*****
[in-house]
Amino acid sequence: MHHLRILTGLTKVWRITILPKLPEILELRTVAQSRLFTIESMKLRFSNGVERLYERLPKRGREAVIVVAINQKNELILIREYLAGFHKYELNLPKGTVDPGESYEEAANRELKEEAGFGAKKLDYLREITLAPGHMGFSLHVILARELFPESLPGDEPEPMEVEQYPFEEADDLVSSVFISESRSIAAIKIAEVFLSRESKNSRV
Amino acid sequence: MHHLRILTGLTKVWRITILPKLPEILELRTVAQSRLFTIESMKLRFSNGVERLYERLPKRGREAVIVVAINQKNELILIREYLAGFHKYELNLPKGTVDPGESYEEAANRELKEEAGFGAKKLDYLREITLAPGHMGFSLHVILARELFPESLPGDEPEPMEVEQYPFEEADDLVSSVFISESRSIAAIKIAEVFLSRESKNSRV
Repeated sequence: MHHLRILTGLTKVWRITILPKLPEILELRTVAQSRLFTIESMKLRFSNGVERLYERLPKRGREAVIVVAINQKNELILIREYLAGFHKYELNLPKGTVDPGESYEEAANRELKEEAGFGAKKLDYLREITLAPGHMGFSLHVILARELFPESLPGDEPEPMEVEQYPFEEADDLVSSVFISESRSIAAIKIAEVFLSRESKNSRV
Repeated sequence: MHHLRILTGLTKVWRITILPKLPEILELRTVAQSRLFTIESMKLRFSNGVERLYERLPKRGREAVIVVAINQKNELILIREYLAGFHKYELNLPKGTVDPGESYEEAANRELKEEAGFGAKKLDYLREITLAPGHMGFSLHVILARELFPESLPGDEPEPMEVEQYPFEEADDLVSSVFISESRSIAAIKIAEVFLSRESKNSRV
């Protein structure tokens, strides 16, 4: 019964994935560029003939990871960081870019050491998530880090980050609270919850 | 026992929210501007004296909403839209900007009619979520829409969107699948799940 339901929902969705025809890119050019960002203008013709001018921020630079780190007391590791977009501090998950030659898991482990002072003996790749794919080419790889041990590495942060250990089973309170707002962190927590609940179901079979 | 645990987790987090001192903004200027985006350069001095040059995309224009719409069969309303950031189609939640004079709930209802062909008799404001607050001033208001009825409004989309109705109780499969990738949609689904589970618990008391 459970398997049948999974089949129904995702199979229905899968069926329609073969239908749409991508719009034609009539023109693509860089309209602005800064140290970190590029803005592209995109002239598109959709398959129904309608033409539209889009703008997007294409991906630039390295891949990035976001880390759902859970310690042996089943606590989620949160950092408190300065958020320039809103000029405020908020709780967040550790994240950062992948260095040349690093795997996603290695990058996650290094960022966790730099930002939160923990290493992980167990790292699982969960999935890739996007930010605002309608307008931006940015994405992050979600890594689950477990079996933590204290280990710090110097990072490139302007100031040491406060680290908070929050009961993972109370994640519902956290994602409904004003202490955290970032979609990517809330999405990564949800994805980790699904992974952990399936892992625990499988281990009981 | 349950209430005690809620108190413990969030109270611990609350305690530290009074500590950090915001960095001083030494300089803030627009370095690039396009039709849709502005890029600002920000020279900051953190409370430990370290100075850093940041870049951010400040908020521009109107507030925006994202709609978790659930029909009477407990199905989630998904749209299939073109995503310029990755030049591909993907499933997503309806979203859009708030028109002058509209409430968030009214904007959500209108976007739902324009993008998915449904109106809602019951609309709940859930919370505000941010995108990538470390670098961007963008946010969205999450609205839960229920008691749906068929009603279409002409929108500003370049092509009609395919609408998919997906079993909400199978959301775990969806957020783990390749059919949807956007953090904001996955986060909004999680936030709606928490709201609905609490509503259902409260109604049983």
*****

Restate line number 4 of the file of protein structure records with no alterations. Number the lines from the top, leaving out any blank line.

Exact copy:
Repeated sequence: MHHLRILTGLTKVWRITILPKLPEILELRTVAQSRLFTIESMKLRFSNGVERLYERLPKRGREAVIVVAINQKNELILIREYLAGFHKYELNLPKGTVDPGESYEEAANRELKEEAGFGAKKLDYLREITLAPGHMGFSLHVILARELFPESLPGDEPEPMEVEQYPFEEADDLVSSVFISESRSIAAIKIAEVFLSRESKNSRV